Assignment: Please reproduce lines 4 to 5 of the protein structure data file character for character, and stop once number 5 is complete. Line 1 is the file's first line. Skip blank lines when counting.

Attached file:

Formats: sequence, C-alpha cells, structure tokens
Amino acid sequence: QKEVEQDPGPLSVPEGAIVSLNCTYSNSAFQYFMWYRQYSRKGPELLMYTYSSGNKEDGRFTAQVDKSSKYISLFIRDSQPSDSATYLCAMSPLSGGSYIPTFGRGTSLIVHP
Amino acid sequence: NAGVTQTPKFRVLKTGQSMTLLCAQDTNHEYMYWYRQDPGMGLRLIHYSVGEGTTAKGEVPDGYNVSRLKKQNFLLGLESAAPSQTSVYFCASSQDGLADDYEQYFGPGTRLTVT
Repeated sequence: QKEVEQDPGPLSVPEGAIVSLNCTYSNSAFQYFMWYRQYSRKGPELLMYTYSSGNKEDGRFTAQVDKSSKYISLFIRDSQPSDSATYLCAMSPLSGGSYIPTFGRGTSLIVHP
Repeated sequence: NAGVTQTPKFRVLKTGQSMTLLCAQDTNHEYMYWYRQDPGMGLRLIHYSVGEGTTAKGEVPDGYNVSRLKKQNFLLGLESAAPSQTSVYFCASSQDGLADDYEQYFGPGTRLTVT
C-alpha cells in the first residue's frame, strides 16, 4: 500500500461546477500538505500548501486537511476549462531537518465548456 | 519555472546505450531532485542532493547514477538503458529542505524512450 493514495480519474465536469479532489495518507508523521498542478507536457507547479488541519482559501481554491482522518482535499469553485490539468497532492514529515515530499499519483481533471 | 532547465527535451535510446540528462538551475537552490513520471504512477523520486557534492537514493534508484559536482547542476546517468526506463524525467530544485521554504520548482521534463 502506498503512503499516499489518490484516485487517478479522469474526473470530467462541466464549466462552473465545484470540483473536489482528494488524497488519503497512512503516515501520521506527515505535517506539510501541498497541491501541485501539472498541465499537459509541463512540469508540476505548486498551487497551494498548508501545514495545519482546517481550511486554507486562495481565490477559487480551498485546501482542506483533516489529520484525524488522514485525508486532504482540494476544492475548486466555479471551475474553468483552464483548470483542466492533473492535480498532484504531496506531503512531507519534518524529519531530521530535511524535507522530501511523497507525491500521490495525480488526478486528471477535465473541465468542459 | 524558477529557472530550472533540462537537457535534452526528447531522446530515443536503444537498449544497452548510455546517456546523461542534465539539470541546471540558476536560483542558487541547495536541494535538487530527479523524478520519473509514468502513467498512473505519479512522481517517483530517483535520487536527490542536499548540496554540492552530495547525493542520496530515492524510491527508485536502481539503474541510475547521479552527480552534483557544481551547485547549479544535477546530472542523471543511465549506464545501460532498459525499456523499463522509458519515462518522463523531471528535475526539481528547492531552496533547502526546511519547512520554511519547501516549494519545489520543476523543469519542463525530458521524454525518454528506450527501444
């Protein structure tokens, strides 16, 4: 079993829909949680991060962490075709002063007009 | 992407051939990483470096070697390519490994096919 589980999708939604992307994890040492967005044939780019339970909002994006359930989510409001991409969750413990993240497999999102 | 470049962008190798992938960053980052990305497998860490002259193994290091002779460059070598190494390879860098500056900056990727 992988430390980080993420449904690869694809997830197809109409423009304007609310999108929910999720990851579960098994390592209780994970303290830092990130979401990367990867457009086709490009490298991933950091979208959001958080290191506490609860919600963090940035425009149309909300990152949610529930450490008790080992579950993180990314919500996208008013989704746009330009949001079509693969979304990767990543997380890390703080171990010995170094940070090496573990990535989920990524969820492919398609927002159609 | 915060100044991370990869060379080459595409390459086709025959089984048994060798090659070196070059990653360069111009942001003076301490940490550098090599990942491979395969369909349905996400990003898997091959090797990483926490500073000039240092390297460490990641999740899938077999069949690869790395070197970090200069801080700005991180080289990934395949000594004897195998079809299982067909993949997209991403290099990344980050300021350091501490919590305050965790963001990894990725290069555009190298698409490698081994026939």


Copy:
Repeated sequence: QKEVEQDPGPLSVPEGAIVSLNCTYSNSAFQYFMWYRQYSRKGPELLMYTYSSGNKEDGRFTAQVDKSSKYISLFIRDSQPSDSATYLCAMSPLSGGSYIPTFGRGTSLIVHP
Repeated sequence: NAGVTQTPKFRVLKTGQSMTLLCAQDTNHEYMYWYRQDPGMGLRLIHYSVGEGTTAKGEVPDGYNVSRLKKQNFLLGLESAAPSQTSVYFCASSQDGLADDYEQYFGPGTRLTVT